One of the most revered names in theater, film, and television has passed away. Dame Angela Lansbury — best known for her work in such iconic movies as The Manchurian Candidate and Gaslight, as well as in the television show Murder, She Wrote — died on Tuesday, Oct. 11 at 96 years old, bringing an end to a career that spanned more than 80 years. “The children of Dame Angela Lansbury are sad to announce that their mother died peacefully in her sleep at home in Los Angeles at 1:30 AM today, Tuesday, October 11, 2022, just five days shy of her 97th birthday,” her family said in a statement to NBC News.
Born Angela Brigid Lansbury on Oct. 16, 1925, in Regent’s Park, Central London, Angela’s love for acting came out of the loss of her father, who died from stomach cancer when she was nine-years-old. “Looking back, I think that was the defining moment of my life. Nothing before or since has ever affected me so deeply,” she told the Daily Mail in 2014. “It also altered the shape of my life. I lost interest in my schoolwork although I was never very academic. I became something of a dreamer, lost in my grief. In time, I became much more interested in acting, following the example of my mother.”
Following her father’s death, Angela’s mother, Irish actress Moyna Macgill, took her four children to America. As a teen, Angela was introduced to director George Cukor, who cast her as a cockney maid in his new movie, 1944’s Gaslight. It launched her to stardom, as she was nominated for an Academy Award for Best Supporting Actress. The next year, she would win the Golden Globe for Best Supporting Actress for her role in 1945’s The Picture of Dorian Gray, as well as land another Oscar nomination. However, she would quickly find herself trapped within the studio system, one that forced her into playing roles that did nothing to better her career.
“Looking back I used up a lot of valuable years in making lousy movies at MGM, and let’s face it, they were not great or suitable parts for me,” she told the LA Times in 2014. “I did it because I had to. I needed the money. After all there was family involved, but I was always longing for theater.”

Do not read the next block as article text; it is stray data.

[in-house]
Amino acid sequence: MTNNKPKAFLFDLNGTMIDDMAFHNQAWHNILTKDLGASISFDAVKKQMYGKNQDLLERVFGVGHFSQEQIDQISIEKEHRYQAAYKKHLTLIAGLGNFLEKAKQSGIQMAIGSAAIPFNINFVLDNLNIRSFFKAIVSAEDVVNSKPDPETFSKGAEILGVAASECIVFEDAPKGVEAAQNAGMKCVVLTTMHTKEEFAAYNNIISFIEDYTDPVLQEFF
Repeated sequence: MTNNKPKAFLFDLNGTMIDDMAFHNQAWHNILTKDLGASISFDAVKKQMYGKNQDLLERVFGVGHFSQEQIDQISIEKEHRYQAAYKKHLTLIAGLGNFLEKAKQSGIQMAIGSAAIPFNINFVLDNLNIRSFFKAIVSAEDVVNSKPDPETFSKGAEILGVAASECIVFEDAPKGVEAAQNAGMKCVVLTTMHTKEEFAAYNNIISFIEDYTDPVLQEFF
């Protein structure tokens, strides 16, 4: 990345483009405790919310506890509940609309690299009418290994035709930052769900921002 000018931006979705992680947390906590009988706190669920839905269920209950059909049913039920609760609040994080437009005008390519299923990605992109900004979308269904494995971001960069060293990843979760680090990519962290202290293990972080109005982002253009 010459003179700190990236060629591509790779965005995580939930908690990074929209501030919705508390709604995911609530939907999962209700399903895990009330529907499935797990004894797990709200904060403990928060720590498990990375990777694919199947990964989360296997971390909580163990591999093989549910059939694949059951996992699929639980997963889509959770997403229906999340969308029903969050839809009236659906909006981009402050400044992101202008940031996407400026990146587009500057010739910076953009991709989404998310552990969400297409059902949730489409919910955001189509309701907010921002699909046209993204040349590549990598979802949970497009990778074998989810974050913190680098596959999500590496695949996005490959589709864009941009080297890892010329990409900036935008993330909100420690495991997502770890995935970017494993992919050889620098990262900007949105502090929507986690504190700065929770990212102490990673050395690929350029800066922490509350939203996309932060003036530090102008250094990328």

It was Angelas’s Golden Globe-winning performance in 1962’s The Manchurian Candidate that turned her toward musical theatre, as her villainous portrayal of Mrs. Iselin was so profound, she worried about getting typecast. “You can’t live down a part like that,” she said. “I decided, ‘Forget it. I’m going to sing now. I’m going to make you happy by singing.'”
It’s good that she did. She won a total of five Tony Awards – including four Best Actress In A Musical awards for her roles in Mame, Dear World, Gypsy, and the 1979 production of Sweeney Todd. Her voice also became synonymous with one of Disney’s biggest animated films, as she performed the titular song to 1991’s Beauty and the Beast.
Angela’s career was predominantly based on the stage or in Hollywood until Sept. 20, 1984, when Murder, She Wrote premiered on CBS. For twelve seasons, Angela’s mystery writer and amateur detective Jessica Fletcher captivated audiences. Her work on the series earned her ten Golden Globe nominations and 12 Emmy nods. She holds the record for most Globe nods and wins for Best Actress in a television drama, and the most Emmy Nominations for Outstanding Lead Actress in a Drama series.
“I didn’t want her to be a character—I wanted her to be every woman,” she told Parade in 2018. “I think that’s what gave her the longevity. Every woman could connect with her, and every man could. She was a strong, real woman, and men like that in women. … It’s OK with me [if she is her legacy]. She’s a character known worldwide. She speaks every language; she’s in every country. She seems to be a universal woman that the world really likes, accepts and recognizes me for. That, I would say, was my most far-reaching role in my theatrical life.”
Angela continued starring on stage and screen well into her 90s. She appeared in the 2018 movies Mary Poppins Returns and Buttons, A New Musical Film. Her last on-stage performance was in London’s West End as Lady Bracknell in a special one-night-only performance of Oscar Wilde’s The Importance of Being Earnest.
Angela was married twice: first to Richard Cromwell, then to Peter Shaw. They remained together for 54 years until his death in 2003. She was a stepmother to his son, David, from Peter’s prior marriage. They had two children of their own — Anthony Peter and Deirdre Ann.Click to Subscribe to Get Our Free HollywoodLife Daily Newsletter to get the hottest celeb news.